The Egyptian paradigm

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morsi-outThe Arab Spring was an exercise in irony, nowhere more so than in Egypt. On the surface, it appeared to be the Arab equivalent of 1989 in Eastern Europe. There, the Soviet occupation suppressed a broad, if not universal desire for constitutional democracy modeled on Western Europe. The year 1989 shaped a generation’s thinking in the West, and when they saw the crowds in the Arab streets, they assumed that they were seeing Eastern Europe once again.

There were surely constitutional democrats in the Arab streets in 2011, but they were not the main drive. Looking back on the Arab Spring, it is remarkable how few personalities were replaced, how few regimes fell, and how much chaos was left in its wake. The uprising in Libya resulted in a Western military intervention that deposed former leader Gadhafi and replaced him with considerable uncertainty. The uprising in Syria has not replaced Syrian President al-Assad but generated instead a war between him and an Islamist-dominated opposition. Elsewhere, revolts have been contained with relative ease. The irony of the Arab Spring was that in opening the door for popular discontent, it demonstrated that while the discontent was real, it was neither decisive nor clearly inclined toward constitutional democracy.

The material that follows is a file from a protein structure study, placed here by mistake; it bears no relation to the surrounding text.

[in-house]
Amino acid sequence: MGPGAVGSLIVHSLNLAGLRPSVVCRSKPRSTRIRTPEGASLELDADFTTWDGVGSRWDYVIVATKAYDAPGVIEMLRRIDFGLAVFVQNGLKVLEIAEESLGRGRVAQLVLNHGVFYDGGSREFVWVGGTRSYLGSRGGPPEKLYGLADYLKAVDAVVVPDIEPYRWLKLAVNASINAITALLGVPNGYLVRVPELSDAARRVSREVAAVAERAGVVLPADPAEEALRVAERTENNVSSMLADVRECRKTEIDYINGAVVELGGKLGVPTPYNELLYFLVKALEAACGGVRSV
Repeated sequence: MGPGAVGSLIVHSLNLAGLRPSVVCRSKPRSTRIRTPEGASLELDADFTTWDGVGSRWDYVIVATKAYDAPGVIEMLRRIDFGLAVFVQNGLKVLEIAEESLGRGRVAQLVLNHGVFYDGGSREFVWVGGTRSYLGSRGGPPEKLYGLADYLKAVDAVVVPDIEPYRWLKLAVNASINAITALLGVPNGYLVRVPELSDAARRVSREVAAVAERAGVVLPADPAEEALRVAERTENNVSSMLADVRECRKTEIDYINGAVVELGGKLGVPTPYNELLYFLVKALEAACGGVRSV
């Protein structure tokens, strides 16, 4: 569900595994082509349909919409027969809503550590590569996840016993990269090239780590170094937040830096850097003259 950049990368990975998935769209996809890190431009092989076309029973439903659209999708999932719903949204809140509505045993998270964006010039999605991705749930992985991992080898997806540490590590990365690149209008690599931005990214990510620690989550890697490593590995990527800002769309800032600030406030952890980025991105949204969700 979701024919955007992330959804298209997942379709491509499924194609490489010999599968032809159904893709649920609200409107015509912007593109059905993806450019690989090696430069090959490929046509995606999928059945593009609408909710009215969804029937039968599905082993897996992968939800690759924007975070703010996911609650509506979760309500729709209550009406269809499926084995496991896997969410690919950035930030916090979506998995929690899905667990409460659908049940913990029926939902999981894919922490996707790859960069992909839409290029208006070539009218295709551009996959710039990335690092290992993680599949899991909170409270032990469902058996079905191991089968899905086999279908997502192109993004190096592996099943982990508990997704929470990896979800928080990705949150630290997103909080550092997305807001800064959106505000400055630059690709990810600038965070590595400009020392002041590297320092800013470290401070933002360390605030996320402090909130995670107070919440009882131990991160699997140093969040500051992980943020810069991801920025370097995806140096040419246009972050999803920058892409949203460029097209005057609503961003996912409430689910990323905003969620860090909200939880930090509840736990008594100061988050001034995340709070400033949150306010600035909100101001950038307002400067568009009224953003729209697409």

This is what makes Egypt so interesting. The Egyptian uprising has always been the most ambiguous even while being cited as the most decisive. It is true that former President Mubarak fell in 2011. It is also true that elections were held in 2012, when a leader of the Muslim Brotherhood’s election as president illustrated the reality that a democratic election is not assured to produce a very democratic result. In any case, the now deposed president, Mohammed Morsi, won by only a thin margin and he was severely constrained as to what he could do.

But the real issue in Egypt has always been something else. Though a general was forced out of office in 2011, it was not clear that the military regime did not remain, if not in power, then certainly the ultimate arbiter of power in Egyptian politics. Over the past year, so long as Morsi remained the elected president, the argument could be made that the military had lost its power. But even if the fall of Hosni Mubarak had been engineered by the military in order to force a succession that the aging Mubarak resisted, it is no less true that while the military had faded into the background, it remained the decisive force in Egypt.